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April 4, 2014 5:42 pm
Spain’s embattled royal house has been drawn into a new controversy, with the publication of a book claiming that King Juan Carlos played a less heroic role during the country’s transition to democracy than previously thought.
Written by Pilar Urbano, a veteran journalist and popular historian, the book was released on Thursday to huge public interest and significant pent-up demand. Titled The Great Forgetfulness, it spent a week on top of Amazon’s list of bestsellers in Spain before going on sale.
The book’s core accusation is that Juan Carlos supported a campaign by senior military leaders to oust Spain’s elected government, and personally put fierce pressure on Adolfo Suárez, the prime minister, to stand down.
The claims have met near-universal condemnation from historians and contemporary witnesses – including several who were interviewed for the book – and a barrage of hostile reviews. In an unusual move that highlights the sensitivity of the accusations, the palace itself issued public statements dismissing Ms Urbano’s claims as “pure fiction”.
The controversy is the latest in a series of setbacks and scandals to trouble Spain’s monarch, who has appeared unusually frail in recent months and has suffered a sharp slide in popularity. The most damaging blow so far came in January, when a Spanish court identified the king’s younger daughter as a formal suspect in a high-profile money laundering and tax evasion case.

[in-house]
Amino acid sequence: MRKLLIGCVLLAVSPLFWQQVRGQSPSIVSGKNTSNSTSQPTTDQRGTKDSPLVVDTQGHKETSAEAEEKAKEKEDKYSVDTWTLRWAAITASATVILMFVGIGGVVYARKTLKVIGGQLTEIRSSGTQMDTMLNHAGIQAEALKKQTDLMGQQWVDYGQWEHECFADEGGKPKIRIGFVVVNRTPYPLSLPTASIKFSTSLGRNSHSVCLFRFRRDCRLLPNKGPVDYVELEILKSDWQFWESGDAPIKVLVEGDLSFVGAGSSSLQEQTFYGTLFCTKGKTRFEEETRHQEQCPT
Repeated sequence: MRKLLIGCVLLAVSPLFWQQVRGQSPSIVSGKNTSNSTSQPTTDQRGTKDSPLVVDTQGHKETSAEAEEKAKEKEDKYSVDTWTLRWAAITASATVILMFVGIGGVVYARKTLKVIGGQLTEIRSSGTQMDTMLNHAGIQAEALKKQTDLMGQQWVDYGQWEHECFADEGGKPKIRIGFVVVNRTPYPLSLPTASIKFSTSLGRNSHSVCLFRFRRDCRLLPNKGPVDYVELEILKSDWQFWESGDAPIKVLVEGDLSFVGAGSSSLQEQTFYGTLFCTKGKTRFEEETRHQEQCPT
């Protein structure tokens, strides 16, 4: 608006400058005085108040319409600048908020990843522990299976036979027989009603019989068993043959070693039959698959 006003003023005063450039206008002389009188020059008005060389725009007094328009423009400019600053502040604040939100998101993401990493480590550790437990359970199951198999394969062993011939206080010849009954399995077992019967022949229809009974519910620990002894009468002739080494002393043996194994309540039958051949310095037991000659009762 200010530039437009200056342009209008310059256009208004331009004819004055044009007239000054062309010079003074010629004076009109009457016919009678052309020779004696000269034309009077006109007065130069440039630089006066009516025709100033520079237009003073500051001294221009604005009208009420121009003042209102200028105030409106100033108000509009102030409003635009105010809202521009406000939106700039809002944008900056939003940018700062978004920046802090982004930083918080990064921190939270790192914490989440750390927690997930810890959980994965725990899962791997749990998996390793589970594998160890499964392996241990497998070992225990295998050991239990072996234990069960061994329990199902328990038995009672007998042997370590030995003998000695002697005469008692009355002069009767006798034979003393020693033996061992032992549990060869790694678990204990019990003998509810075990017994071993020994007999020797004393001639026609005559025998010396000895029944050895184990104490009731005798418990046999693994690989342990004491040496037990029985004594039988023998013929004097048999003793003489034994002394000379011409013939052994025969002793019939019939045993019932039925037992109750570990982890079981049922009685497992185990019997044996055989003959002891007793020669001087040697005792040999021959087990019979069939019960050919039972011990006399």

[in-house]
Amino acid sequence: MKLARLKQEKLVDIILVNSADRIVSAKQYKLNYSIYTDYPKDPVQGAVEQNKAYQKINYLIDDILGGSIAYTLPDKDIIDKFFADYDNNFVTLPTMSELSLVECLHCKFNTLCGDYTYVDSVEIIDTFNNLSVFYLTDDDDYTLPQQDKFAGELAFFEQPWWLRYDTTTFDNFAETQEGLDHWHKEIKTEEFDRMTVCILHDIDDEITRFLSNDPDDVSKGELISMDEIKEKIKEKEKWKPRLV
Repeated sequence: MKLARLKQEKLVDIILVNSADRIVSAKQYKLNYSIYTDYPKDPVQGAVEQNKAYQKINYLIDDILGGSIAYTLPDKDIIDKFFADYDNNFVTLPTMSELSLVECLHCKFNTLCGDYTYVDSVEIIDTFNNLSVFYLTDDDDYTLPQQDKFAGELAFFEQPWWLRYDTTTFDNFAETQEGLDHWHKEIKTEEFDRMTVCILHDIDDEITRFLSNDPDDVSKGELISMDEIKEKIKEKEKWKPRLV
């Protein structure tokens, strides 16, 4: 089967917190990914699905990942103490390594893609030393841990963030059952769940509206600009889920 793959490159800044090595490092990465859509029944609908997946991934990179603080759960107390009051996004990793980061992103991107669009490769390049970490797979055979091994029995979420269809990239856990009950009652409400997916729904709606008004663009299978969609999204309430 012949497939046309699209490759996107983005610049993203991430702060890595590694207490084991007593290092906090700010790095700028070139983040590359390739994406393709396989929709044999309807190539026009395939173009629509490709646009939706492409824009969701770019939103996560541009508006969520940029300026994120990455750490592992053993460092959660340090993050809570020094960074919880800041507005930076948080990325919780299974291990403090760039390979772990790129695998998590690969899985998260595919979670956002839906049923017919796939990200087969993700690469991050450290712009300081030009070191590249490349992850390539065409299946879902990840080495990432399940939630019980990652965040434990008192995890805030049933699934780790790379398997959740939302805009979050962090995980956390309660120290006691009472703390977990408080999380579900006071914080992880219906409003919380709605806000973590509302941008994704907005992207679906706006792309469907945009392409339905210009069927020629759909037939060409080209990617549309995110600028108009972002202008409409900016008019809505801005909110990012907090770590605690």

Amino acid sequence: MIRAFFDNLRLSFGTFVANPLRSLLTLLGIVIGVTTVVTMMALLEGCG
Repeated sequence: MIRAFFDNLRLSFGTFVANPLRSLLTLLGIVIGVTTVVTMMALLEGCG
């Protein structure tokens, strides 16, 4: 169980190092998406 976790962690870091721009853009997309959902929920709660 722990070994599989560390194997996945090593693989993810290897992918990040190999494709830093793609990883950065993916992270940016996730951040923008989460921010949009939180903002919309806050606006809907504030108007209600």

While the king has struggled to raise his standing, the monarch’s historical role – especially during the transition – has long been viewed as above reproach. Juan Carlos won widespread admiration both in Spain and abroad for his role during the transition, and is credited with helping to steer the country to its first democratic election after decades of dictatorship. He played a particularly important part during the attempted military coup in February 1981, intervening decisively to isolate the plotters and keep key parts of the military on side.
But the new 864-page history casts doubt on the depth of Juan Carlos’s commitment to democracy at key moments during the transition, portraying him as too close to military plotters on the far right. The most incendiary claim centres on the king’s alleged support for a campaign to oust Mr Suárez and replace him with Alfonso Armada, an army general.
The so-called Operation Armada was distinct from the actual 1981 coup attempt, even if several key military figures were involved in both plots. Rumours over the king’s support – tacit or otherwise – for installing a new government led by a military man have long circulated. Gen Armada was a close adviser to the palace at a moment when Juan Carlos was increasingly troubled by the weakness and unpopularity of Mr Suárez’s government.
Most historians agree, however, that Juan Carlos was determined throughout to prevent a slide back into autocratic rule. Paul Preston, a professor at the London School of Economics and one of the most respected historians of 20th century Spain, writes in his biography of the king: “He was meticulous in his respect for the constitution.”
Ms Urbano’s claims appear especially poignant because they surface less than a month after the widely mourned death of Mr Suárez, who was described by the king in his eulogy as “a loyal friend”.
According to Ms Urbano, however, the two men had a series of bitter clashes over the king’s alleged campaign to oust Mr Suárez from office. She recounts a heated conversation between the two in January 1981 in which the king told his prime minister: “One of the two [of us] is superfluous in this country. One of the two is too much. And, as you will understand, I will not abdicate.”
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